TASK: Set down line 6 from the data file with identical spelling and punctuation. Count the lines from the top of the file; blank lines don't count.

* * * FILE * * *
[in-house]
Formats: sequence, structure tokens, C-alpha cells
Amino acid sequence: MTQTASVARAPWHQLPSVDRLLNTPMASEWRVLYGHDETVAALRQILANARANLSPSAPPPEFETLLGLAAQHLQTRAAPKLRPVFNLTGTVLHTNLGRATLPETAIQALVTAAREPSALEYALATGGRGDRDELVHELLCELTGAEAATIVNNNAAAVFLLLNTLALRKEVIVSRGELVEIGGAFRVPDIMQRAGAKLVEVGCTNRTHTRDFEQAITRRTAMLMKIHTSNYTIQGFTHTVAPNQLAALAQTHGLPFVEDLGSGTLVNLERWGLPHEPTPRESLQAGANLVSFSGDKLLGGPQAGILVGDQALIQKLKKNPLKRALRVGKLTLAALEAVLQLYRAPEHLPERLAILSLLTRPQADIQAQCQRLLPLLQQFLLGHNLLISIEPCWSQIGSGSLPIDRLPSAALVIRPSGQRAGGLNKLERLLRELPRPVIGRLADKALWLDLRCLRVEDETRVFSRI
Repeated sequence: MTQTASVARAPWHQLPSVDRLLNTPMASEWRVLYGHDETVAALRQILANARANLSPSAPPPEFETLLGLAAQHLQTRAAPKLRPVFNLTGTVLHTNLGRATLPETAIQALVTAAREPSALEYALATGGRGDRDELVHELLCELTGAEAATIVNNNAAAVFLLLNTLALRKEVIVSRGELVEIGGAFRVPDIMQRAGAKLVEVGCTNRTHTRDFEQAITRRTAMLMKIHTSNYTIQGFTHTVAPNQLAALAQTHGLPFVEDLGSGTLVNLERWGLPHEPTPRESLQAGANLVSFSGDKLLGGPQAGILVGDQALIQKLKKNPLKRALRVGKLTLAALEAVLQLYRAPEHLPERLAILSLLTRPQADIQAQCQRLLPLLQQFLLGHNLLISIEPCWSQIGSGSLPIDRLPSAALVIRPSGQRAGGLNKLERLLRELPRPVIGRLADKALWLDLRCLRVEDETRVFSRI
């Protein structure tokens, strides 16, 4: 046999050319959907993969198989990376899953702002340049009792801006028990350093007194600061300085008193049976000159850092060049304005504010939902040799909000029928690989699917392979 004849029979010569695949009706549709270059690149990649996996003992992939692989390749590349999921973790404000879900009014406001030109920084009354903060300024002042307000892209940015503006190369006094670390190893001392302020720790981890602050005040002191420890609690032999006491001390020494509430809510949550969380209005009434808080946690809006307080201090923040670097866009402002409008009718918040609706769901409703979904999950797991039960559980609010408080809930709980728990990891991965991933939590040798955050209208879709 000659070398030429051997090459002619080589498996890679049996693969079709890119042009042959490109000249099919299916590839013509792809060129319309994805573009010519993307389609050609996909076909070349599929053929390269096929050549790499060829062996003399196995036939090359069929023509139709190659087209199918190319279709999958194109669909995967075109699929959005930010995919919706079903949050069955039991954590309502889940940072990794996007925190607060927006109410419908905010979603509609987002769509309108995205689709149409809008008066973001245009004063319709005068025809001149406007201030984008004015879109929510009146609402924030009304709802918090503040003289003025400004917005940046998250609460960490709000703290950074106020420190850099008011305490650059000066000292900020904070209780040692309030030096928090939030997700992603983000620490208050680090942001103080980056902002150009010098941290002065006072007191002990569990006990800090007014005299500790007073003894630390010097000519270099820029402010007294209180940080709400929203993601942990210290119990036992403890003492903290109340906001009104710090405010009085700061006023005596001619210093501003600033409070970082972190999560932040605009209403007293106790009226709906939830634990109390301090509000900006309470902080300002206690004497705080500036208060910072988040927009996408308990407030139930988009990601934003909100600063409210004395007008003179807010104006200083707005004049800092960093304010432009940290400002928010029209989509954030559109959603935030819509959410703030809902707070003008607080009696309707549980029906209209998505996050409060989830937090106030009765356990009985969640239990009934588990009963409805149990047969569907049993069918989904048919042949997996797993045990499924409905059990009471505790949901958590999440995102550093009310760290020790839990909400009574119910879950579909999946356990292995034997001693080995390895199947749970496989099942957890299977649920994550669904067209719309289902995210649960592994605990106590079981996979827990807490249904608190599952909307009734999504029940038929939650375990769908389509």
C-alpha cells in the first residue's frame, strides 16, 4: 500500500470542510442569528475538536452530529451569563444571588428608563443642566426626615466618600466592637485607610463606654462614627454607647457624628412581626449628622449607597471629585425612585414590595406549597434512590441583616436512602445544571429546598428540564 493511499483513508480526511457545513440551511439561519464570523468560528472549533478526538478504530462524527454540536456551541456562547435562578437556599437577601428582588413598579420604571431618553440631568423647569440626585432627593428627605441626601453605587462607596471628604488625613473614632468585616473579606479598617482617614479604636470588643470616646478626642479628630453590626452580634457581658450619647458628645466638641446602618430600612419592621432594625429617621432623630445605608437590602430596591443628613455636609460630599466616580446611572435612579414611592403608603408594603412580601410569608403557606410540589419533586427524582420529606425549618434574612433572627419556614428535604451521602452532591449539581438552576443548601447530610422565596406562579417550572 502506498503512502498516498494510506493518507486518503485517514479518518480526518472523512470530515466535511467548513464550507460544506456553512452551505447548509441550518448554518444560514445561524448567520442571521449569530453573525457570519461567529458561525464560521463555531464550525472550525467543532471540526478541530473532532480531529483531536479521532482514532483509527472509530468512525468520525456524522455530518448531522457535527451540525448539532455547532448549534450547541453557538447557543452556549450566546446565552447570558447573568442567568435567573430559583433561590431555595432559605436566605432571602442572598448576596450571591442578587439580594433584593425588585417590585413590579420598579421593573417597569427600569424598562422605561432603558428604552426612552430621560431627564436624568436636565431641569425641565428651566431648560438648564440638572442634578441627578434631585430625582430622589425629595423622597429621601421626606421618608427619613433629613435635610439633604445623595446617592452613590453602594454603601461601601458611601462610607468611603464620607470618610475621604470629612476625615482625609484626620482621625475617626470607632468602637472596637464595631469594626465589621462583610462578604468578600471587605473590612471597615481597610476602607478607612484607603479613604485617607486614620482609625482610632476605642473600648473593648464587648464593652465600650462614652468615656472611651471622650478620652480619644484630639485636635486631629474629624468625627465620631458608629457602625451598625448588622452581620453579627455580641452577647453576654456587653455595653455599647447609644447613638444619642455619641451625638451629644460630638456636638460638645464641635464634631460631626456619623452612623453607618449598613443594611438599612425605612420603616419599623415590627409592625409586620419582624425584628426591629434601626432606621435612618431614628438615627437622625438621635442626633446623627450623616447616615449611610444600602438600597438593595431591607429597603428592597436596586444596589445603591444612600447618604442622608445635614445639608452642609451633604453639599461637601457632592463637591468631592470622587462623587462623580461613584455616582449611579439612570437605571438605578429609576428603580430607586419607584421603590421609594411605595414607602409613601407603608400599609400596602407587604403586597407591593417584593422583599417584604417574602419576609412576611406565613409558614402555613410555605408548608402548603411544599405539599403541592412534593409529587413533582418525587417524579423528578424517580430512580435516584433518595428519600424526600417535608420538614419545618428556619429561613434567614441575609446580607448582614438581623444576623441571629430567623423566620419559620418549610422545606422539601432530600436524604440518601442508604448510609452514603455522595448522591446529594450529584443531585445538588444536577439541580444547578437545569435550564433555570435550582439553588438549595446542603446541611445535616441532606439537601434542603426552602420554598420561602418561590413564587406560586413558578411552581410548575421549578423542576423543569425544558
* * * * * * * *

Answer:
C-alpha cells in the first residue's frame, strides 16, 4: 500500500470542510442569528475538536452530529451569563444571588428608563443642566426626615466618600466592637485607610463606654462614627454607647457624628412581626449628622449607597471629585425612585414590595406549597434512590441583616436512602445544571429546598428540564 493511499483513508480526511457545513440551511439561519464570523468560528472549533478526538478504530462524527454540536456551541456562547435562578437556599437577601428582588413598579420604571431618553440631568423647569440626585432627593428627605441626601453605587462607596471628604488625613473614632468585616473579606479598617482617614479604636470588643470616646478626642479628630453590626452580634457581658450619647458628645466638641446602618430600612419592621432594625429617621432623630445605608437590602430596591443628613455636609460630599466616580446611572435612579414611592403608603408594603412580601410569608403557606410540589419533586427524582420529606425549618434574612433572627419556614428535604451521602452532591449539581438552576443548601447530610422565596406562579417550572 502506498503512502498516498494510506493518507486518503485517514479518518480526518472523512470530515466535511467548513464550507460544506456553512452551505447548509441550518448554518444560514445561524448567520442571521449569530453573525457570519461567529458561525464560521463555531464550525472550525467543532471540526478541530473532532480531529483531536479521532482514532483509527472509530468512525468520525456524522455530518448531522457535527451540525448539532455547532448549534450547541453557538447557543452556549450566546446565552447570558447573568442567568435567573430559583433561590431555595432559605436566605432571602442572598448576596450571591442578587439580594433584593425588585417590585413590579420598579421593573417597569427600569424598562422605561432603558428604552426612552430621560431627564436624568436636565431641569425641565428651566431648560438648564440638572442634578441627578434631585430625582430622589425629595423622597429621601421626606421618608427619613433629613435635610439633604445623595446617592452613590453602594454603601461601601458611601462610607468611603464620607470618610475621604470629612476625615482625609484626620482621625475617626470607632468602637472596637464595631469594626465589621462583610462578604468578600471587605473590612471597615481597610476602607478607612484607603479613604485617607486614620482609625482610632476605642473600648473593648464587648464593652465600650462614652468615656472611651471622650478620652480619644484630639485636635486631629474629624468625627465620631458608629457602625451598625448588622452581620453579627455580641452577647453576654456587653455595653455599647447609644447613638444619642455619641451625638451629644460630638456636638460638645464641635464634631460631626456619623452612623453607618449598613443594611438599612425605612420603616419599623415590627409592625409586620419582624425584628426591629434601626432606621435612618431614628438615627437622625438621635442626633446623627450623616447616615449611610444600602438600597438593595431591607429597603428592597436596586444596589445603591444612600447618604442622608445635614445639608452642609451633604453639599461637601457632592463637591468631592470622587462623587462623580461613584455616582449611579439612570437605571438605578429609576428603580430607586419607584421603590421609594411605595414607602409613601407603608400599609400596602407587604403586597407591593417584593422583599417584604417574602419576609412576611406565613409558614402555613410555605408548608402548603411544599405539599403541592412534593409529587413533582418525587417524579423528578424517580430512580435516584433518595428519600424526600417535608420538614419545618428556619429561613434567614441575609446580607448582614438581623444576623441571629430567623423566620419559620418549610422545606422539601432530600436524604440518601442508604448510609452514603455522595448522591446529594450529584443531585445538588444536577439541580444547578437545569435550564433555570435550582439553588438549595446542603446541611445535616441532606439537601434542603426552602420554598420561602418561590413564587406560586413558578411552581410548575421549578423542576423543569425544558